Yearbook Ideas: A Swipe File Can Be A Fun Summer Project

Now that the summer season is well underway, you might find yourself looking for a fun summer project that sets your committee up with some great new ideas to explore in the fall. Personally, I love creating a “swipe file,” a place where I can keep a running list of great concepts and ideas I find elsewhere, that I could look at for inspiration for my own book. From ideas you find while perusing Pinterest, to those that appear while you’re checking out publications from other schools, a swipe file creates a place for you to save the best concepts for when you need them. Below, I’ll tell you how to create a swipe file, and share great places where you can find inspiration the next time you have a some time to spend searching for yearbook ideas.

Create Your Swipe File

But before you get too deep into that search, you need a place to store those ideas. Since these are concepts you’ll want to share with your committee, you’ll want to create a document that makes it easy to share with others. A spreadsheet in your Google Drive will give you the most success. Create three columns that you can use to keep your ideas organized: one for a short description of your idea, the second for notes about implementation, the third for any links that offer examples. Then start adding your great new concepts throughout the summer.

If more committee members will be doing research during the summer months, ask them to contribute to the file by using the “share” button within your document. Simply insert their email addresses, and they’ll have editing access to your document. Then everyone can add their yearbook ideas to the same spreadsheet for easy sharing with the rest of your team in the fall!

Find Awesome Resources for Yearbook Ideas

To fill your swipe file, you need to know where to find the best yearbook ideas. To make these concepts simple to implement, you’ll want to use mostly online resources, as the examples will be easier to access a few months down the road. Below, I’ve incorporated a few great online resources for you to try out that I love to use for inspiration:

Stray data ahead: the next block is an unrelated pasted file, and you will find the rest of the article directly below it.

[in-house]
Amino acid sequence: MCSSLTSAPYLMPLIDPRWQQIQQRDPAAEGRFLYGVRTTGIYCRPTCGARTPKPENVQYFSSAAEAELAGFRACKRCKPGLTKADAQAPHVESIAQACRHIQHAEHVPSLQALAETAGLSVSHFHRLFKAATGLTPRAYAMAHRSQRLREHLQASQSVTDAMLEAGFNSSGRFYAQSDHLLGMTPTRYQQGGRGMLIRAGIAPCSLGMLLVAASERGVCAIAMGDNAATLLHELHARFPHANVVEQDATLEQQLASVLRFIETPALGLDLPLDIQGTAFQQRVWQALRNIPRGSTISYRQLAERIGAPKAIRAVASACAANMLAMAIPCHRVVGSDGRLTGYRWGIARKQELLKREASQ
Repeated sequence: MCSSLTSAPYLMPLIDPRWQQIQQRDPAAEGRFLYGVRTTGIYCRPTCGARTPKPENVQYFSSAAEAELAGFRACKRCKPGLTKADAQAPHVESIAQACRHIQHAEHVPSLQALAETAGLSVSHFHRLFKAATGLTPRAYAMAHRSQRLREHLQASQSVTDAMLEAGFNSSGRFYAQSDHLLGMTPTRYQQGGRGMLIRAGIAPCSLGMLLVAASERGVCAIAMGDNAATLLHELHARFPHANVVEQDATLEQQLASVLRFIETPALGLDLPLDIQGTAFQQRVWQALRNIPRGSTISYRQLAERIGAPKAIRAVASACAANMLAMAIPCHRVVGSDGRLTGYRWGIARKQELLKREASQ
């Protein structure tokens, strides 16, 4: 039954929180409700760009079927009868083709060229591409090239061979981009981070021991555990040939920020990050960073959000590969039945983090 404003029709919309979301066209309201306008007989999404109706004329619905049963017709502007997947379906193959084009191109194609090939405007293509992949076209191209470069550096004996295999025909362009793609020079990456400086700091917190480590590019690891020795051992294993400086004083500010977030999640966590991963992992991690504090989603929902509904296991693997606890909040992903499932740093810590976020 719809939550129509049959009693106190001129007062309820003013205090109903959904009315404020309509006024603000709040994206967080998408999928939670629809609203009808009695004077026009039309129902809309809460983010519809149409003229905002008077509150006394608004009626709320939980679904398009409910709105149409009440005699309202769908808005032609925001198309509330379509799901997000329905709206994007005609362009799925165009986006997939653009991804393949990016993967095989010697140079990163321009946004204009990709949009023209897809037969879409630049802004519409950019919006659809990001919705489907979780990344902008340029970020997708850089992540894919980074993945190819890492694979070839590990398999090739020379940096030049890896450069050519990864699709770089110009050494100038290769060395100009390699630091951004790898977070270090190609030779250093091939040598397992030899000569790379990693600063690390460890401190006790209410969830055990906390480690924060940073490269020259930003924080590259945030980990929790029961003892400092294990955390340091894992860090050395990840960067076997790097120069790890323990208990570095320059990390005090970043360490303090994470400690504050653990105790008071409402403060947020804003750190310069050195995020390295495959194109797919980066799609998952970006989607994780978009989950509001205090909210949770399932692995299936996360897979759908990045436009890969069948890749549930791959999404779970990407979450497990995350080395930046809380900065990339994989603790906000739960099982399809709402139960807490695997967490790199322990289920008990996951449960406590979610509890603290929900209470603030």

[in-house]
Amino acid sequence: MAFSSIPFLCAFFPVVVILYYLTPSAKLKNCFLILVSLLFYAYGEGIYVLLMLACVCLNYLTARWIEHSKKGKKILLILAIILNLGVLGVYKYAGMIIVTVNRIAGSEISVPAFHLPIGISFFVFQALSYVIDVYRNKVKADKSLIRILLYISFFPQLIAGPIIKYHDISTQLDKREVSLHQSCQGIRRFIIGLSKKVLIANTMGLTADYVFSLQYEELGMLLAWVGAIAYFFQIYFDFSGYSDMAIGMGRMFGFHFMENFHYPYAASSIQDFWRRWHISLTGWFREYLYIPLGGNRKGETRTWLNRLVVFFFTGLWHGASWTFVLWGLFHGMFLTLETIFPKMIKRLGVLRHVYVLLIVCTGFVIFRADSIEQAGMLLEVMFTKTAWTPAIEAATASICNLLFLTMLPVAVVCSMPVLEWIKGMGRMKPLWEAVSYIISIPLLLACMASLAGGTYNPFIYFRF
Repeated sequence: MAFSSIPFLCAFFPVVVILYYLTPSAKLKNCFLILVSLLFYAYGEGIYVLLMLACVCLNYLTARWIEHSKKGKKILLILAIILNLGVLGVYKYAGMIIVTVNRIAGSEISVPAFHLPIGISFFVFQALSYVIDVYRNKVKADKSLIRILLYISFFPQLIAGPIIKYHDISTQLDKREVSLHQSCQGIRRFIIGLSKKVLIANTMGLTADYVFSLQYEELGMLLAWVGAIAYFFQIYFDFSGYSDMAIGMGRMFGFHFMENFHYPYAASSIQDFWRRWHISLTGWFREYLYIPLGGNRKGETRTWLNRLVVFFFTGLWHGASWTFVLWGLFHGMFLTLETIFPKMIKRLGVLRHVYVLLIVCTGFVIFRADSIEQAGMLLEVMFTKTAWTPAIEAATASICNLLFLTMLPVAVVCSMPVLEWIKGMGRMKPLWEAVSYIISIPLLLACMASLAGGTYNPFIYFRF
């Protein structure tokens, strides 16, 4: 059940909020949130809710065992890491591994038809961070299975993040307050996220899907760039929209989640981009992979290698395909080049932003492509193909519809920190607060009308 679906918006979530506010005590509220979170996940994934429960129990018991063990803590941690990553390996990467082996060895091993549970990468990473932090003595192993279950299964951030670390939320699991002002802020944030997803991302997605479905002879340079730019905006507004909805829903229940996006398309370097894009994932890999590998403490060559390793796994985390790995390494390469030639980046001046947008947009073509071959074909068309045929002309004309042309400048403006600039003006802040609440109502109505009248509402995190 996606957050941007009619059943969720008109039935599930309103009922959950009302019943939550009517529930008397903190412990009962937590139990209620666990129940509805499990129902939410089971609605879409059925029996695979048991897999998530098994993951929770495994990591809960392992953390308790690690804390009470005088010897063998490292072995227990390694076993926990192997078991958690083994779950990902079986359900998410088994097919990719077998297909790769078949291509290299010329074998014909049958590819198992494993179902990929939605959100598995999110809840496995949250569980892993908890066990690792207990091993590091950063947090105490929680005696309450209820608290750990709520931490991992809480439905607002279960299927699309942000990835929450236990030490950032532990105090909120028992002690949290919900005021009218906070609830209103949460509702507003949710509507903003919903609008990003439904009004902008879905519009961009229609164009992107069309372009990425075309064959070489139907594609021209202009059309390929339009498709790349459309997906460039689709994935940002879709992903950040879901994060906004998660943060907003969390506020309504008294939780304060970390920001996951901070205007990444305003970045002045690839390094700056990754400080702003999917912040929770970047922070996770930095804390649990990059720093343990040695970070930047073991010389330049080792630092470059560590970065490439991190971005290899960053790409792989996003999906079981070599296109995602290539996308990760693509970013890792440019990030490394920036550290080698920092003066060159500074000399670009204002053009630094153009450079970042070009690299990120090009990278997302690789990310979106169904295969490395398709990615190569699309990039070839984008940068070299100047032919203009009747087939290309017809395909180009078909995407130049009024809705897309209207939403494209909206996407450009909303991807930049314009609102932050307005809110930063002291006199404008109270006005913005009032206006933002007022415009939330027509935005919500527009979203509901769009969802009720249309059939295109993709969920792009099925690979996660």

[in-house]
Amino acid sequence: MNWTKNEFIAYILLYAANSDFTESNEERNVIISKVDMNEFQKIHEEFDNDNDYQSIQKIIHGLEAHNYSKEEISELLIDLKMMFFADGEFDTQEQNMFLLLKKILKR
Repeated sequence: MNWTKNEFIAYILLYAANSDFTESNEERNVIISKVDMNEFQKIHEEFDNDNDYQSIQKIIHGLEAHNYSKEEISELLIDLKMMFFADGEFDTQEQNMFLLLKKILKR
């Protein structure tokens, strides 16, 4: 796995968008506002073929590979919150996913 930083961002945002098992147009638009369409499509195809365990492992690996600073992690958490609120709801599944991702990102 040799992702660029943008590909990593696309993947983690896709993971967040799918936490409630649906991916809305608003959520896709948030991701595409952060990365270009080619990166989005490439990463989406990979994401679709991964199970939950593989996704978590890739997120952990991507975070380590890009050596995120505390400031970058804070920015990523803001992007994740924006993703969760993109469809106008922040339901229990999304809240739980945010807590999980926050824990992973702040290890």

• Pinterest: Beloved by teachers, Pinterest is an excellent visual tool for compiling new ideas for your book. Use intuitive search terms to find a wide array of ideas. You can go broad with terms like “yearbook photography,” or more niche with a search for “elementary school yearbook.” From ideas for your theme to really cool features, Pinterest offers a constantly changing list of awesome inspiration that you can implement on the pages of your publication next year.
  • Google Image Search: With a powerful tool like Google search at your fingertips, you can find sublime ideas by browsing through the images generated with the same search terms you use for your Pinterest searches. This is an especially great way to find cool yearbook cover designs and marketing ideas for selling more yearbooks next season.
  • Brainstorm Over Coffee: While summer is a time for your committee to take a break from all things yearbook, the yerds won’t want to totally stop thinking about your publication for three months straight. Keep the creative juices flowing with a midsummer meeting at a local coffee shop. Make the meet casual and totally optional. Use it as a short brainstorming session where everyone can brain dump any great ideas they’ve come up with over the past six weeks into your swipe file. While you won’t build out each idea to completion, you’ll keep everyone’s thoughts organized, and in one location, until you get back to work in the fall.
  • TreeRing’s Online Resources: You won’t need to keep these ideas in your swipe file–because as a TreeRing user, you’ll always have them at your fingertips. But if you’re looking for great design ideas, themes, or marketing tactics, these resources are always a great place to start–and to return to, come fall.

How to Use Your Swipe File in the Fall

Once you’re back at school, organize your swipe file by topic. Separate the theme ideas from the content ideas, photography tips from the editing tools. This makes the concepts you came up with more usable. Once your committee has decided on a theme, go through your ideas to determine what concepts would work well for your book, and lay out how you’ll implement them. Then build out a timeline for the completion of each feature in your timeline spreadsheet. Within the first week of school, you’ll be well on your way to creating a full publication that utilizes some seriously creative yearbook ideas!